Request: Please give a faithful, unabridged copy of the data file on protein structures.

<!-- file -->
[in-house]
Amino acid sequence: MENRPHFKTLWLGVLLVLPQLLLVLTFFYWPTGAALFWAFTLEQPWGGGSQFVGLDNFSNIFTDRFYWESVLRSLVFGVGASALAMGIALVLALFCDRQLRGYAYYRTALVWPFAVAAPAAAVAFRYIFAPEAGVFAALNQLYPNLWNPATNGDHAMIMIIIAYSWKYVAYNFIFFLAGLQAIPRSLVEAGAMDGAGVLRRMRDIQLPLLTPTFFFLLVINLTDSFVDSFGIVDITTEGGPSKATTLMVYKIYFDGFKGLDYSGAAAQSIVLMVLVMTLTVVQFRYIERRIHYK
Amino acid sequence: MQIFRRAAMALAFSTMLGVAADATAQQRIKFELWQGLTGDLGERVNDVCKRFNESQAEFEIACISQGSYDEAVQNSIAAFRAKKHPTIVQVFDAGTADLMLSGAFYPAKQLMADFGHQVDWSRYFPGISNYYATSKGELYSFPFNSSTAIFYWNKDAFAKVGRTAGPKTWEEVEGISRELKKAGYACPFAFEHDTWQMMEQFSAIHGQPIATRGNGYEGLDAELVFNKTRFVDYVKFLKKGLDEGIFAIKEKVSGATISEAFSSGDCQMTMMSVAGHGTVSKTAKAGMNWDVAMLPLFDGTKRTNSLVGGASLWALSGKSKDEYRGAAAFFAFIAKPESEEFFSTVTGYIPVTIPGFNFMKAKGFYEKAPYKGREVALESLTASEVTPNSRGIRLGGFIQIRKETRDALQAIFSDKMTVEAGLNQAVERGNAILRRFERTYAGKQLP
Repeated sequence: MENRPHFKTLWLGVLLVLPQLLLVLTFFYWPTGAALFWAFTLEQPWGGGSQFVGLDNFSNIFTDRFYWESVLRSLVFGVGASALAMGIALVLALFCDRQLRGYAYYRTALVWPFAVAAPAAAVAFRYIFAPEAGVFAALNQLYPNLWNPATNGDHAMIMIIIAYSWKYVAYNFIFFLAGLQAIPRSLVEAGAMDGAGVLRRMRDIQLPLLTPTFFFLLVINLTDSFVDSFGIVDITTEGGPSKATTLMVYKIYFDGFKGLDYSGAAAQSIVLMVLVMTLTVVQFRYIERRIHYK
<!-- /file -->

[in-house]
Amino acid sequence: MENRPHFKTLWLGVLLVLPQLLLVLTFFYWPTGAALFWAFTLEQPWGGGSQFVGLDNFSNIFTDRFYWESVLRSLVFGVGASALAMGIALVLALFCDRQLRGYAYYRTALVWPFAVAAPAAAVAFRYIFAPEAGVFAALNQLYPNLWNPATNGDHAMIMIIIAYSWKYVAYNFIFFLAGLQAIPRSLVEAGAMDGAGVLRRMRDIQLPLLTPTFFFLLVINLTDSFVDSFGIVDITTEGGPSKATTLMVYKIYFDGFKGLDYSGAAAQSIVLMVLVMTLTVVQFRYIERRIHYK
Amino acid sequence: MQIFRRAAMALAFSTMLGVAADATAQQRIKFELWQGLTGDLGERVNDVCKRFNESQAEFEIACISQGSYDEAVQNSIAAFRAKKHPTIVQVFDAGTADLMLSGAFYPAKQLMADFGHQVDWSRYFPGISNYYATSKGELYSFPFNSSTAIFYWNKDAFAKVGRTAGPKTWEEVEGISRELKKAGYACPFAFEHDTWQMMEQFSAIHGQPIATRGNGYEGLDAELVFNKTRFVDYVKFLKKGLDEGIFAIKEKVSGATISEAFSSGDCQMTMMSVAGHGTVSKTAKAGMNWDVAMLPLFDGTKRTNSLVGGASLWALSGKSKDEYRGAAAFFAFIAKPESEEFFSTVTGYIPVTIPGFNFMKAKGFYEKAPYKGREVALESLTASEVTPNSRGIRLGGFIQIRKETRDALQAIFSDKMTVEAGLNQAVERGNAILRRFERTYAGKQLP
Repeated sequence: MENRPHFKTLWLGVLLVLPQLLLVLTFFYWPTGAALFWAFTLEQPWGGGSQFVGLDNFSNIFTDRFYWESVLRSLVFGVGASALAMGIALVLALFCDRQLRGYAYYRTALVWPFAVAAPAAAVAFRYIFAPEAGVFAALNQLYPNLWNPATNGDHAMIMIIIAYSWKYVAYNFIFFLAGLQAIPRSLVEAGAMDGAGVLRRMRDIQLPLLTPTFFFLLVINLTDSFVDSFGIVDITTEGGPSKATTLMVYKIYFDGFKGLDYSGAAAQSIVLMVLVMTLTVVQFRYIERRIHYK